An especial boon for the hungry and tired scholar is the wealth of great food and drink outlets in the Columbia University vicinity. Located in Upper Manhattan, the main campus has a Hungarian pastry shop right on its doorstep. It’s chock-full of undergraduates talking deadlines and philosophy through dusky lighting. And…especially relevant to manuscript scholars, I feel… there’s Oren’s Daily Roast, serving some of the best coffee I tasted during my visit:
The Morgan Library
This institution began as the private library of banker and collector Pierpont Morgan (d.1913), and researchers can still see his original manuscript library and stunning room for rare printed books:
If you wish to see any of the Morgan Library’s collections, it is important that you email ahead and make an appointment. The manuscript handling procedures at the Morgan Library are different from other libraries. For example, the librarians will set out the book, and adjust the book rest, and researchers are not allowed to carry books around at all. After so many days as a library tourist, I found remembering each library’s policies rather confusing. However, though the Morgan’s procedures are strict, the staff were helpful and took time to explain how it all worked. Also, once again, I was allowed to take photographs. Finishing up my research an hour early, I was delighted to be told that I could have a wonder through the public areas. After viewing Pierpont Morgan’s collections, it was amazing to be able to see the spaces in which he kept his books, including the office of librarian Belle Da Costa Greene and his bank-like manuscript vault.
The New York Academy of Medicine
My trip was one of contrasts, and there could not have been more of a contrast between the opulent Morgan Library in central Manhattan with its natural light and newly-renovated interiors and the NYAM on ‘Museum Mile’ in East Harlem, with its 1920s architecture and relaxed low-level lighting.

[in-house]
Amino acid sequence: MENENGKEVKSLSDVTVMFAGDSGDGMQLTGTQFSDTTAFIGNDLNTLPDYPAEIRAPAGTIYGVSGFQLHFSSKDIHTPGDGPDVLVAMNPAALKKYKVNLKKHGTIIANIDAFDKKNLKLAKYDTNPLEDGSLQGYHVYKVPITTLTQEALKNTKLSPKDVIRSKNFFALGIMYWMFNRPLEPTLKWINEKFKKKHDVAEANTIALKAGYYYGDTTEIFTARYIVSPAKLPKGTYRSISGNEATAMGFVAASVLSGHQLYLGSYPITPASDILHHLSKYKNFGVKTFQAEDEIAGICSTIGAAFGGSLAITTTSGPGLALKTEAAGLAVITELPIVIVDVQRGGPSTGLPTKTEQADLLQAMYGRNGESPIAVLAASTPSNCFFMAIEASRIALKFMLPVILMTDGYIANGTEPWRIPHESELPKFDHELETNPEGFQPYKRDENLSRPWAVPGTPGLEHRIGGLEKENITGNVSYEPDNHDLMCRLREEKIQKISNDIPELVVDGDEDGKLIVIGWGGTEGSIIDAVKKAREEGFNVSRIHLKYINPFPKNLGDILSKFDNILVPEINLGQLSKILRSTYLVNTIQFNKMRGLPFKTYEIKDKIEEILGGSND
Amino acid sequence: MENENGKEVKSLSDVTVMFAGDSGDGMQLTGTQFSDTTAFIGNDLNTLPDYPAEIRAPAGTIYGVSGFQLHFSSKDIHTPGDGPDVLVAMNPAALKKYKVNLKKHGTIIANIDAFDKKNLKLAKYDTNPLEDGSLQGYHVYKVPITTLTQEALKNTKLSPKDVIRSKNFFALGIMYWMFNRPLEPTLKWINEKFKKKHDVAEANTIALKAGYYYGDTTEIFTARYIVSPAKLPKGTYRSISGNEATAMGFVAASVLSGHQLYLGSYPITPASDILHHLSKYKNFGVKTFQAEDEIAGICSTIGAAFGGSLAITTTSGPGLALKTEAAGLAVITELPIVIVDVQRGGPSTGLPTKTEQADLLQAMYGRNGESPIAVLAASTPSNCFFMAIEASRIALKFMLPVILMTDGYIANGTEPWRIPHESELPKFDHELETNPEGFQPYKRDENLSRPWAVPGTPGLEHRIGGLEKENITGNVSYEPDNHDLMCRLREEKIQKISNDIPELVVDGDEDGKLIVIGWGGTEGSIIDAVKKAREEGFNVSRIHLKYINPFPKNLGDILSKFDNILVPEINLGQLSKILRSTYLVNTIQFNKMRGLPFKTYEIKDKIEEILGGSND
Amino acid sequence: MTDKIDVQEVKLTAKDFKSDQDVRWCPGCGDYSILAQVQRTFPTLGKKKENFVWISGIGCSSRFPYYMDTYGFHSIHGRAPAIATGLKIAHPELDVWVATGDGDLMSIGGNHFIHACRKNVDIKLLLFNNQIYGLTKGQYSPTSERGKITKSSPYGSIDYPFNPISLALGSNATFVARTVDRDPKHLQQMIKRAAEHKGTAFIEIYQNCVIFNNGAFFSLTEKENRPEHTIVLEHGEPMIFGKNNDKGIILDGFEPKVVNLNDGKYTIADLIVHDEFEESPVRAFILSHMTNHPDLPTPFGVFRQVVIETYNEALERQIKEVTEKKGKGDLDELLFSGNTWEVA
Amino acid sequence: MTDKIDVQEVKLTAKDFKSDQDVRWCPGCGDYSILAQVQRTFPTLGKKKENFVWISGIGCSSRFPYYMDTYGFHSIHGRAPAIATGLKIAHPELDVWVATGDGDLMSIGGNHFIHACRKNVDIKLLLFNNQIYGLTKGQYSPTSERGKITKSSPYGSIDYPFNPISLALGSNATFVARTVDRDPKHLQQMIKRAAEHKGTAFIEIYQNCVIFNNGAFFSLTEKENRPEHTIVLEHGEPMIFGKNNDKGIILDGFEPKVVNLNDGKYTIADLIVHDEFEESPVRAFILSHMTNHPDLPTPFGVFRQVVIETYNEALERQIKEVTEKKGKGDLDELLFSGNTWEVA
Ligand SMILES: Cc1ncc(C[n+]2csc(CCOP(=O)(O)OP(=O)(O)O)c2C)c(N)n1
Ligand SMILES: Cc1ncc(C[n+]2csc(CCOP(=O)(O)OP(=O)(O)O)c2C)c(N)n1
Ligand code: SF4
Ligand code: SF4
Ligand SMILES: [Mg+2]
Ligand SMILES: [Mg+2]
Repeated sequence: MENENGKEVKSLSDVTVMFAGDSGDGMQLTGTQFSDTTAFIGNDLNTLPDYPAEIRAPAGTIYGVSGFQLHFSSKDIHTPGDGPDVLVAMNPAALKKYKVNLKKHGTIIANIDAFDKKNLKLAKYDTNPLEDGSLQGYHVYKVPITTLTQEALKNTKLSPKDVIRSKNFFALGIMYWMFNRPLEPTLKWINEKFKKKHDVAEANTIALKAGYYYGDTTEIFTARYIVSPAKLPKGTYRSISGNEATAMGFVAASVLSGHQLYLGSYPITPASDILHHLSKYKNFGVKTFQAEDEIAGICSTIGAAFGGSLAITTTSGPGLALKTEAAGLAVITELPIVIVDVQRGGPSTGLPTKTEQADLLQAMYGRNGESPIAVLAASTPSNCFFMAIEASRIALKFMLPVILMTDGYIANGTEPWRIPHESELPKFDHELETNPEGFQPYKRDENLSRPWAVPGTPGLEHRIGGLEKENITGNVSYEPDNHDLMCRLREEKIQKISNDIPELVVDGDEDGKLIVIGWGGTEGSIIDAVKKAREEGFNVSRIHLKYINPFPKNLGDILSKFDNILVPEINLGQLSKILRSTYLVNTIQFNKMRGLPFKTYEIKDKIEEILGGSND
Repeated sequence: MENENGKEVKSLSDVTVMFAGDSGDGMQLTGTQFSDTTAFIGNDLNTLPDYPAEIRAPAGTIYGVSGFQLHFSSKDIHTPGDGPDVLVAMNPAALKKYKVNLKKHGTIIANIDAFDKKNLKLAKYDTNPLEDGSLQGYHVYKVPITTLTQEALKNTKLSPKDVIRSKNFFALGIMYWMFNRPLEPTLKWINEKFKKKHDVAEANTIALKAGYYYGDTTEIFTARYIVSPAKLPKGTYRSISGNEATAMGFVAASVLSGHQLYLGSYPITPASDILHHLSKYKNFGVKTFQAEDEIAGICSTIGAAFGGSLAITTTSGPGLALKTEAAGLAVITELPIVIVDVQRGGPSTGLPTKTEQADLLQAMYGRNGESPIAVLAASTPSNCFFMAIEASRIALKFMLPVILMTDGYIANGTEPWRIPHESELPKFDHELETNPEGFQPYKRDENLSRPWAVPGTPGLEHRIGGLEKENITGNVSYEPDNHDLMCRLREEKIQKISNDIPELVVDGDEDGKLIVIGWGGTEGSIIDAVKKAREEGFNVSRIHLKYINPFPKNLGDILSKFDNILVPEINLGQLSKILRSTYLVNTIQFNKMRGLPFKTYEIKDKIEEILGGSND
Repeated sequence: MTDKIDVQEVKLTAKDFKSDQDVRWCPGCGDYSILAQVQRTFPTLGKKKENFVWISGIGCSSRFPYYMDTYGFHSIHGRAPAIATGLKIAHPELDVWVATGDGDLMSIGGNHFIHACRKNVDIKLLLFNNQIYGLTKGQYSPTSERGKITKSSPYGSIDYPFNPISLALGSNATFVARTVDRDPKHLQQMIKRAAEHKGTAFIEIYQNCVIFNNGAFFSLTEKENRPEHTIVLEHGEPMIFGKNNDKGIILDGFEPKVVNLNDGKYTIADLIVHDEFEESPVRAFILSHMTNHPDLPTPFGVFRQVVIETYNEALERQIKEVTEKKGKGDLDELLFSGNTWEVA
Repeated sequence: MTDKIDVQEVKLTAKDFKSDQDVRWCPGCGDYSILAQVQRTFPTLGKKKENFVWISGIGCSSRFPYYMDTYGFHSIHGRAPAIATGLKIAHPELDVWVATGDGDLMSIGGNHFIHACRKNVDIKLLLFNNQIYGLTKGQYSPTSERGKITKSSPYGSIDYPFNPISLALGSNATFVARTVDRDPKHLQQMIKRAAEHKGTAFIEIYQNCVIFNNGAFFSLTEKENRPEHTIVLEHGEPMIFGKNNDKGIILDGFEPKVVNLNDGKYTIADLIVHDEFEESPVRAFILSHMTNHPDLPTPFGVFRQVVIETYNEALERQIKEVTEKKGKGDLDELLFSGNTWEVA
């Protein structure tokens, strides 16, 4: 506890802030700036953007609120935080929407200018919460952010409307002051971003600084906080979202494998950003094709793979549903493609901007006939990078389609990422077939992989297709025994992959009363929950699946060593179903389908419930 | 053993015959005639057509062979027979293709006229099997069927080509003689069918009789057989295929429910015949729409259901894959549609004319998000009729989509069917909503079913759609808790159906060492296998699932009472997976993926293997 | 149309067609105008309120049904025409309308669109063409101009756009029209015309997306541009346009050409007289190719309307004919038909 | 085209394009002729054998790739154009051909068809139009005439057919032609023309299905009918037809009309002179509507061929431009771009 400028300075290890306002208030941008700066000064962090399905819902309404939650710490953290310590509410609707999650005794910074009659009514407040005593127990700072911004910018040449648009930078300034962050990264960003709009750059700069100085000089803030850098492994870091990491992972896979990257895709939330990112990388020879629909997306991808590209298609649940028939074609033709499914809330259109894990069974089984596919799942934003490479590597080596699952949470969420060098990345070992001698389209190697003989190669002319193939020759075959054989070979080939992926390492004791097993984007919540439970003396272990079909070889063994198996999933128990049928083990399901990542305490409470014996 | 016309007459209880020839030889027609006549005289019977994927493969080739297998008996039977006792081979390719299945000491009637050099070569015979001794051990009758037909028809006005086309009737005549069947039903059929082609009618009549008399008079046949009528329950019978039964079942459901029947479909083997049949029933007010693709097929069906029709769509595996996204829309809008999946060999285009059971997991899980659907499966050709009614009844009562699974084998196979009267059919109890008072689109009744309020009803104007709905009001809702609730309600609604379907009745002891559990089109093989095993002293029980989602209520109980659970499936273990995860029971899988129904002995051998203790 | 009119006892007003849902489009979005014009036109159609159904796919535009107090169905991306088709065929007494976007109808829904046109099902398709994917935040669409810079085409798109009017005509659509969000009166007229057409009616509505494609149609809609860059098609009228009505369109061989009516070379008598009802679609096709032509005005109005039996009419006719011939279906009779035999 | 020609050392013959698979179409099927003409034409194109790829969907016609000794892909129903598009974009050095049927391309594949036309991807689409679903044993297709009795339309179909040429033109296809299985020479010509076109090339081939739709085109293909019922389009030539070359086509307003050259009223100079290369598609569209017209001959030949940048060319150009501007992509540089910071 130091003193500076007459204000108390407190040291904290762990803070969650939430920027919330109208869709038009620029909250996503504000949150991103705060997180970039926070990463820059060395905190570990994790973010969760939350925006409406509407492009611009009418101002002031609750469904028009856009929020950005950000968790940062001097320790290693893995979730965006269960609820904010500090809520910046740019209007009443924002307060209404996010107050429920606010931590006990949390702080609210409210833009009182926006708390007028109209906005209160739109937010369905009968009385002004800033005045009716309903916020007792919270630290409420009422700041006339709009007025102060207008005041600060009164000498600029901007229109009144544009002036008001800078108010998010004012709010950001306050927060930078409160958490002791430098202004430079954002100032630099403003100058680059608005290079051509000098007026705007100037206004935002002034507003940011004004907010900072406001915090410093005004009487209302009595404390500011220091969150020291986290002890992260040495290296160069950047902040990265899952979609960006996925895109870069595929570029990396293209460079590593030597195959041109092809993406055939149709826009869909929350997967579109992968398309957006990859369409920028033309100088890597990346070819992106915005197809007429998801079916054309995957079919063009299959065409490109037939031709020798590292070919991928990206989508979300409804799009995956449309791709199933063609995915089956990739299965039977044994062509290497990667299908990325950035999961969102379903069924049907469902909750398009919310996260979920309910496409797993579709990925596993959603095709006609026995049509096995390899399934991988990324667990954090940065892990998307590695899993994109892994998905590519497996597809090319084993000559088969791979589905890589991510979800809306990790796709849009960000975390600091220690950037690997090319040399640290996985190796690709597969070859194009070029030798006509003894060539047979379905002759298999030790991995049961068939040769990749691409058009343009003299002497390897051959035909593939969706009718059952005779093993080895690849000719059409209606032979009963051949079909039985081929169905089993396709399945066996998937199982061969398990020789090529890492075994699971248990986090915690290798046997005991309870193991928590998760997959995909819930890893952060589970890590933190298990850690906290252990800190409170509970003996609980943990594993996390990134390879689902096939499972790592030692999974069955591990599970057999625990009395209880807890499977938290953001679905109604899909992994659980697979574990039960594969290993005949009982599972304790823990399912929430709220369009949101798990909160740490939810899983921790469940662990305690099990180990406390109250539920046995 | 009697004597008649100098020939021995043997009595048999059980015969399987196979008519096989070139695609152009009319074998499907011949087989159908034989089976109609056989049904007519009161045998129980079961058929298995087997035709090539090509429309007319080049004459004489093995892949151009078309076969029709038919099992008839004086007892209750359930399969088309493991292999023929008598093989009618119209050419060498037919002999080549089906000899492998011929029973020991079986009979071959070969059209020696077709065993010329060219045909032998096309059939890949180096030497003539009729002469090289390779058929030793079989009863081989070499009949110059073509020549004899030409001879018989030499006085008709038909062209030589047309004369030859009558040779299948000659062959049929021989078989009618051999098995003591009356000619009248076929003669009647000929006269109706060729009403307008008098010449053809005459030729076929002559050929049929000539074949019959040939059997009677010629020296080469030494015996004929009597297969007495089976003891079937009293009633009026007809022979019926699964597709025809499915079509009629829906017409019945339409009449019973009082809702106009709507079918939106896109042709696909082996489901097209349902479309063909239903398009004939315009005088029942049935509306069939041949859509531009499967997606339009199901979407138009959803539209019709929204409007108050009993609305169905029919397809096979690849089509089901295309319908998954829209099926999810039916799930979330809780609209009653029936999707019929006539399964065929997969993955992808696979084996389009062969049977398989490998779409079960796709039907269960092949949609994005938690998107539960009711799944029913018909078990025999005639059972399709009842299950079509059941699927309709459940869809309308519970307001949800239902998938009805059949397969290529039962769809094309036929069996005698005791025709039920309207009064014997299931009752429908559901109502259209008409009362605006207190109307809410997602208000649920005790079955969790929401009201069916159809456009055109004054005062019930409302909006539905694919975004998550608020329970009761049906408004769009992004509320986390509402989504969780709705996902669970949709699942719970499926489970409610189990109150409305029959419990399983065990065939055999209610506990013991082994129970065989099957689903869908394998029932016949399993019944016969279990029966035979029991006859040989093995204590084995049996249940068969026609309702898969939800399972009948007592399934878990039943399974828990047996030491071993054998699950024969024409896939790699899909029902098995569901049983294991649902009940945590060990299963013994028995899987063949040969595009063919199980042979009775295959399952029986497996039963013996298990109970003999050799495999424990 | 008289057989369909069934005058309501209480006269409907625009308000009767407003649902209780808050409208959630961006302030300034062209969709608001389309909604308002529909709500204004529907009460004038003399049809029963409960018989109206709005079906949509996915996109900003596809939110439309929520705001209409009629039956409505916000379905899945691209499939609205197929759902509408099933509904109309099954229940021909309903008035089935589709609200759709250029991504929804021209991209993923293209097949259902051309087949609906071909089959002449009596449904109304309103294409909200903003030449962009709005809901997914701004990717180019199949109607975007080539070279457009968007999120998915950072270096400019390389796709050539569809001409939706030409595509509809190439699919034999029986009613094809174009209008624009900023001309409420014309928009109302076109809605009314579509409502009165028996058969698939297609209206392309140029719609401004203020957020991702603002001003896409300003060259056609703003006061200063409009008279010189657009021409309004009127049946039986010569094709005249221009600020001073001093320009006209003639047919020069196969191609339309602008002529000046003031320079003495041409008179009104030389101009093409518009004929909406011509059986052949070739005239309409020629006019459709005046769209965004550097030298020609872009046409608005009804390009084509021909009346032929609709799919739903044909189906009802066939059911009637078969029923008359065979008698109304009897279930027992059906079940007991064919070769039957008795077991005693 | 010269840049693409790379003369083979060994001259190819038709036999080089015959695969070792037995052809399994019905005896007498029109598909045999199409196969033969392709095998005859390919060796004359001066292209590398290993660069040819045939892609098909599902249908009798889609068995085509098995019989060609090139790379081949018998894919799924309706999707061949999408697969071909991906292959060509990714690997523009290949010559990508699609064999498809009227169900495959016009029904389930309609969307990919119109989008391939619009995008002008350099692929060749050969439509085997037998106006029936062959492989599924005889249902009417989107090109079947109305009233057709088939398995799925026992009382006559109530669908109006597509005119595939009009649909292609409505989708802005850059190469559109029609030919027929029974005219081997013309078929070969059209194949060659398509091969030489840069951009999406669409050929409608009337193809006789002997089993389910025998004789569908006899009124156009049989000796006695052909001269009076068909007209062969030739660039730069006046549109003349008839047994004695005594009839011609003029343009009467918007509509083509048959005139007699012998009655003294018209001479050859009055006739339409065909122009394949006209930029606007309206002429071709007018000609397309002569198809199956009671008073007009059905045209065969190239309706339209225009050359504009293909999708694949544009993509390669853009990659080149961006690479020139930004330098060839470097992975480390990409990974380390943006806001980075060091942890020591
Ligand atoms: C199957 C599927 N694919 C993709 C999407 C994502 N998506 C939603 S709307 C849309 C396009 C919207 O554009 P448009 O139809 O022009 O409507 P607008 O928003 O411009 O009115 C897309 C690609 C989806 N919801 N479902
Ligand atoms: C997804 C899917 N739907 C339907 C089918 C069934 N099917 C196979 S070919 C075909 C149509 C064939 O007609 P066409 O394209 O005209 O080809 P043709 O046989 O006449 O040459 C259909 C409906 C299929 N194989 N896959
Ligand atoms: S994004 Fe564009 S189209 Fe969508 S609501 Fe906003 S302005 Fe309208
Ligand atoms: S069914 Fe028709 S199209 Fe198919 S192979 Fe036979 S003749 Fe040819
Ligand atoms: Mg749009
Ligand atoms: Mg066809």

I was the only reader there, and was made very welcome by the librarian. The library’s online catalogue is not very detailed, so I was pointed to Di Ricci’s Census of Medieval and Renaissance Manuscripts in the United States and Canada (I believe that this collection is not Digital Scriptorium). However, though the library does hold medieval manuscripts (including a Middle English Guy de Chauliac), the NYAM’s strengths lie in its extensive medical incunabla collection. I found the library to be a peaceful haven of tranquility after pushing my way through cenrtal Manhattan earlier that day. The librarian made special arrangements so that I could squeeze a few more hours of research into my day, which was much appreciated. She even made recommendations for lunch spots!
Best of all, after day of scrutinising centuries-old books, I was able to take a walk in the early evening sun in Central Park, just across the road from the library. I would highly recommend seeking out smaller collections such as the NYAM – it is a rewarding and often memorable experience.
In the course of my visit to the USA, I also gave one invited talk (at Rutgers University, to a friendly group of palaeography scholars), met up with a co-author with whom I’ve hitherto corresponded using email, caught up with a colleague and mentor for dinner, and participated a reading group. So, I paid appropriate attention to down-time, ensuring that I included lots of evening strolls and good food. A highlight was spending time walking around Brooklyn looking at its brownstone buildings, hence the title of this post. Regardless, coming home to sort out my notes and photographs, and organise my thoughts feels like something of a holiday.